Some writers are natural born storytellers, and Rick Niece is one of those people. No, he doesn’t tell graphic tales of horror or suspense, and he doesn’t write romance novels. Niece’s nonfiction books are simple stories about good people living small town lives, yet each memory hides universal truths about human nature and the lasting impact of those who help us grow.

His first book of award winning memoirs and poems, Side-Yard Superhero is about Niece’s childhood friend, Bernie Jones, a young man with cerebral palsy on Niece’s paper route. The book was published last year, won rave reviews, and got him an interview on National Public Radio.
His second book, The Band Plays On— Going Home for a Music Man’s Encore is a tribute to his father, Lewis Niece, a high school band director. This book came out in July 2012.
Both books tell stories from Niece’s hometown of DeGraff, Ohio, a small “Lake Wobegon” like town of 900 residents. The town is small and the stories short, but they connect the reader to his or her own stories; whether that past is rural, small town or big city.
As a lifetime educator, Niece has honed his craft to near perfection.
“The perfect word in the perfect sentence with the perfect sound and rhythm are my goals in writing. As a writer, word combinations, rhythms and their resonant sounds are important to me,” said Niece, who has been known to make up his own words. In fact, Niece sums up his writing with a word he coined, “automythography.”
Automythography, as Niece defines it, is a “work of nonfiction that looks reflectively at what we think we remember and how we think we remember. It is an iridescent memory based on the author’s truth and personal narrative. For example, a soap
bubble is iridescent. As it floats away, it changes colors and shapes, but it is still the same soap bubble,” said Niece.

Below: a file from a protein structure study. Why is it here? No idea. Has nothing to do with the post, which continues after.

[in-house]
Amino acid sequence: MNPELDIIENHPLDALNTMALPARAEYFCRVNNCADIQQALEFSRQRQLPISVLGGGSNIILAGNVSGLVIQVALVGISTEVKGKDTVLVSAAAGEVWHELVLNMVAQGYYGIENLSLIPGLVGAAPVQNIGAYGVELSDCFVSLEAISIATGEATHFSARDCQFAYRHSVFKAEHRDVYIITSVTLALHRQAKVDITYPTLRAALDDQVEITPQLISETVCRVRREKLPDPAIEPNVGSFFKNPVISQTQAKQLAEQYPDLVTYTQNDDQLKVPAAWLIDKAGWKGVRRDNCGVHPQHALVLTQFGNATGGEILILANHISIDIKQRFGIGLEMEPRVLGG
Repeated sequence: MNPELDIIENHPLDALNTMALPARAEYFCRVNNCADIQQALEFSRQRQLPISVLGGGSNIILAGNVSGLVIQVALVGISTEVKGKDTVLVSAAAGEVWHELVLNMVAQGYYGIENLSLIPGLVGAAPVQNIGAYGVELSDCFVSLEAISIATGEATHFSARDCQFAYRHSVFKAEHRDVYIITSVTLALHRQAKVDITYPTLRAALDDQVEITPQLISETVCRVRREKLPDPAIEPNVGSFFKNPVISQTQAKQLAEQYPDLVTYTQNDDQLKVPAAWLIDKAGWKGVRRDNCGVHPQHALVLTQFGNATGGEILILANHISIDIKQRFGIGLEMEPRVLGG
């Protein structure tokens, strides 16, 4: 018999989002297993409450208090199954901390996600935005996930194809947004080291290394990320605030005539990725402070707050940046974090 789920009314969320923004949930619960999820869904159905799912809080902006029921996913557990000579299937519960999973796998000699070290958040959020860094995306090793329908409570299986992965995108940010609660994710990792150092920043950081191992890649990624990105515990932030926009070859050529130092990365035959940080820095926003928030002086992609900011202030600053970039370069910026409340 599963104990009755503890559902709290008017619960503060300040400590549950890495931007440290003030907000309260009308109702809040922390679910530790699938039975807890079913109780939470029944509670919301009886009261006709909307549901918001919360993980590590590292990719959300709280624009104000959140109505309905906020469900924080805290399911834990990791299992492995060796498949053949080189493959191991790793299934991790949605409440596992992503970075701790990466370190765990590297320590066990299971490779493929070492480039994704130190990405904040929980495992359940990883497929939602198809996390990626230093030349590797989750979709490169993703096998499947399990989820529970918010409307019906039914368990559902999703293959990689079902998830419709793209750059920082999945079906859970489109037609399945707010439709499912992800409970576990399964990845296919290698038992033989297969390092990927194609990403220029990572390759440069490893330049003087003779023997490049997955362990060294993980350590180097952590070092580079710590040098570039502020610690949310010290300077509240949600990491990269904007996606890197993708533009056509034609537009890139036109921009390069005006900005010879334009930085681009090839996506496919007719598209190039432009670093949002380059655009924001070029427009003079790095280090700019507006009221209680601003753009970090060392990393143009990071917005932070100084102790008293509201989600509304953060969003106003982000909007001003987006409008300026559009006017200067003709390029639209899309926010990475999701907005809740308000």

Niece credits his writing chops to his early years. Raised on his father’s piano playing and his mother’s singing, Niece said he was exposed daily to the wonders of music.
“I sponged the music.” said Niece, who played the baritone horn through elementary and secondary school.
His second book, The Band Plays On, tells stories as seen through the eyes of a bright and sometimes mischievous boy and memories understood from an adult viewpoint. The book ends with the heartwarming story of an all-alumni high school marching band reunion called “Lewie’s Alumni Band,” whose mainly middle-aged members came together from 12 states and two countries to play the half-time show at a high school football game.
With a third book in the works, Niece’s career as a writer is “looking snappy and cool”. In September 2012 Niece will be honored in DeGraff as Grand Marshall of a parade and weekend festival, The DeGraff Country Fair, in his honor.
To order books ($15.95) contact the publisher, Five Star Publications Inc. at Five Star Publications.com or call (480) 940-8182. Or, simply go to Amazon. com and type in Rick Niece. Books are available through major book stores and Amazon.com. Autographed copies can be purchased through Niece’s website, RickNieceBooks.com. The books are also available as ebooks to be downloaded on Kindle and other electronic book readers. Side-Yard Superhero is available as an MP3 audiobook recorded by noted actor, Alex Cord.